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Technical Paper

2006 Corvette Z06 Carbon Fiber Fender- Engineering, Design, and Material Selection Considerations

General Motor's Corvette product engineering was given the challenge to find mass reduction opportunities on the painted body panels of the C6 Z06 through the utilization of carbon fiber reinforced composites (CFRC). The successful implementation of a carbon fiber hood on the 2004 C5 Commemorative Edition Z06 Corvette was the springboard for Corvette Team's appetite for a more extensive application of CFRC on the C6 Z06 model. Fenders were identified as the best application for the technology given their location on the front of the vehicle and the amount of mass saved. The C6 Z06 CFRC fenders provide 6kg reduction of vehicle mass as compared to the smaller RRIM fenders used on the Coupe and Convertible models.
Technical Paper

A Comparison of Techniques to Forecast Consumer Satisfaction for Vehicle Ride

This paper presents a comparison of methods for the identification of a reduced set of useful variables using a multidimensional system. The Mahalanobis-Taguchi System and a standard statistical technique are used reduce the dimensionality of vehicle ride based on consumer satisfaction ratings. The Mahalanobis-Taguchi System and cluster analysis are applied to vehicle ride. The research considers 67 vehicle data sets for the 6 vehicle ride parameters. This paper applies the Mahalanobis-Taguchi System to forecast consumer satisfaction and provides a comparison of results with those obtained from a standard statistical approach to the problem.
Technical Paper

A Dynamic Durability Analysis Method and Application to a Battery Support Subsystem

The battery support in a small car is an example of a subsystem that lends itself to mounted component dynamic fatigue analysis, due to its weight and localized attachments. This paper describes a durability analysis method that was developed to define the required enforced motion, stress response, and fatigue life for such subsystems. The method combines the large mass method with the modal transient formulation to determine the dynamic stress responses. The large mass method was selected over others for its ease of use and efficiency when working with the modal formulation and known accelerations from a single driving point. In this example, these known accelerations were obtained from the drive files of a 4-DOF shake table that was used for corresponding lab tests of a rear compartment body structure. These drive files, originally displacements, were differentiated twice and filtered to produce prescribed accelerations to the finite element model.
Technical Paper

A FEA based Procedure to Perform Statistical Energy Analysis

A technique which uses Finite Element Analysis (FEA) to derive important parameters involved in SEA (Statistical Energy Analysis) is discussed. Application of the method to a variety of structures has yielded good correlation with experimentally generated results. SEA parameters including Coupling Loss Factors (CLFs), modal densities, and subsystem equivalent masses were obtained. The technique has the advantage of incorporating structural detail to enhance SEA predictions at lower frequencies where global modes are important, and it can be applied early in the design phase since no hardware is required. With this study, SEA is more readily applied to structure-borne noise problems in vehicles.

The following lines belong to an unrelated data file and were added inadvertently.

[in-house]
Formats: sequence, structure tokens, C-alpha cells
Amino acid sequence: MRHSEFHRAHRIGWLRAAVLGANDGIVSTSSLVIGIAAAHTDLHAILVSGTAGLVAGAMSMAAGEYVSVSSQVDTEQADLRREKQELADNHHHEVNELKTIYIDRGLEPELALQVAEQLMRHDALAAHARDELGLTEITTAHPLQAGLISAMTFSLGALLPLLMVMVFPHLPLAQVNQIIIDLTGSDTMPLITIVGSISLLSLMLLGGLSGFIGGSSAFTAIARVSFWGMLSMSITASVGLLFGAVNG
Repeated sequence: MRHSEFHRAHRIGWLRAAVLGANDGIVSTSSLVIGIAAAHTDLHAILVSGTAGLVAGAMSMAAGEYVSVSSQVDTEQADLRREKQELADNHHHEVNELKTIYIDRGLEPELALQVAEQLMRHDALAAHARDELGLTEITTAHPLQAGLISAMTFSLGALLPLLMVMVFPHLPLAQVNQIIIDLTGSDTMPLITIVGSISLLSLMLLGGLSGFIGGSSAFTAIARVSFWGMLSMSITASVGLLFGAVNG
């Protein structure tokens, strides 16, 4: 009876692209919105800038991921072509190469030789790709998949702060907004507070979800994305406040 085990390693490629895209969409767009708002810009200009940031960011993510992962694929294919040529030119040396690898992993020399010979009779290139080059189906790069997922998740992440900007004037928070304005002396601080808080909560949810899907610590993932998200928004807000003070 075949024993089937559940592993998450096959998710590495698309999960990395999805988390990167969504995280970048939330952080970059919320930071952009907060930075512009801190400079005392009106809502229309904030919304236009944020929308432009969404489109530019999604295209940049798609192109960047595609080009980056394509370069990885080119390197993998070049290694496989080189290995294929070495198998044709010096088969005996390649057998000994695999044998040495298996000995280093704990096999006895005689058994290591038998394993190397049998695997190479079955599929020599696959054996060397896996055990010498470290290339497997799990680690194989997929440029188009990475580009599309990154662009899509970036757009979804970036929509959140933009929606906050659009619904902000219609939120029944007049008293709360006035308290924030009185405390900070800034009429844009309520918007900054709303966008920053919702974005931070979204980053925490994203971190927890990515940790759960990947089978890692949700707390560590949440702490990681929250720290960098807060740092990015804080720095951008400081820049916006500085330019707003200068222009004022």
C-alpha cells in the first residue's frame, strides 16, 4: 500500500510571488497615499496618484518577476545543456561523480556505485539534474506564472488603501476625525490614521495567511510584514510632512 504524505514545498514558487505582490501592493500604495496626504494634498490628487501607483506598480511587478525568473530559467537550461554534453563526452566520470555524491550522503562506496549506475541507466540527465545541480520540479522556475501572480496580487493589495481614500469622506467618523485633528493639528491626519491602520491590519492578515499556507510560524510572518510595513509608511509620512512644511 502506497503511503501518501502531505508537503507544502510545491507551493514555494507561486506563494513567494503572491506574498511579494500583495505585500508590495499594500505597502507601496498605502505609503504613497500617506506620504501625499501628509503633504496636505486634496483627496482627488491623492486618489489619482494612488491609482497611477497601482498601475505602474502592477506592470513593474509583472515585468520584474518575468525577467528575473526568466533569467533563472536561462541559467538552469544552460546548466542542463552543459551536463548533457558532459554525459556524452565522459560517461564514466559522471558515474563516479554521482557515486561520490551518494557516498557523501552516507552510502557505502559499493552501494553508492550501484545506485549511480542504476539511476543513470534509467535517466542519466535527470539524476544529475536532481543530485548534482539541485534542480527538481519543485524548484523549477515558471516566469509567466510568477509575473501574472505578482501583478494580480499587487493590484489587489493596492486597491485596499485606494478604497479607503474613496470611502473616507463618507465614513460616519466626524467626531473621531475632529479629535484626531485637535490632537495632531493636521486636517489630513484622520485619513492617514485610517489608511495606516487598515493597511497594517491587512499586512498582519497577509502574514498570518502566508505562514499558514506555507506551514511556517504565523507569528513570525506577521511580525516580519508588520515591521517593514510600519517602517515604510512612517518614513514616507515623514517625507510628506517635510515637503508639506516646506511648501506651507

Technical Paper

A Proactive Design Development Process - An Automotive Example of Door Glass Guidance Mechanism

Today's competitive market requires new products to have extremely high Quality; customer expectation demands it. Testing, Validation, Setting Requirements, Failure Mode & Effect Analysis (FMEA), and Design Reviews by themselves do not improve a product; they only provide information that has to be translated into Design/Manufacturing & Service tasks. The quality of these tasks determines how well the new product will perform at its introduction. This paper outlines a generic Development Process through the use of an automotive example for a Door Glass Guidance Mechanism. This process includes the fundamental steps involving recommendations for setting requirements, benchmarking, and a methodology on how to design in requirements through the use of analytical and experimental tools to create Robust Designs. Also included are examples of Validation and Assessment Plans that are requirement driven.
Technical Paper

An Application for Fatigue Damage Analysis Using Power Spectral Density from Road Durability Events

A method is presented to process random vibration data from a complete road durability test environment as stationary segments and then develop test profiles based on fatigue content of their power spectral densities. Background is provided on existing techniques for estimating fatigue damage in the frequency domain. A general model for stress response to acceleration is offered to address the vibration test's requirement for acceleration data and the fatigue prediction method's requirement for stress data. With these tools, the engineer can extend test correlation beyond failure modes to include retention of estimated fatigue damage. Recommendations allow for test time compression from editing and improve existing exaggeration methods.
Technical Paper

Analytical Approach to the Robust Design of Dimensional Datum Schemes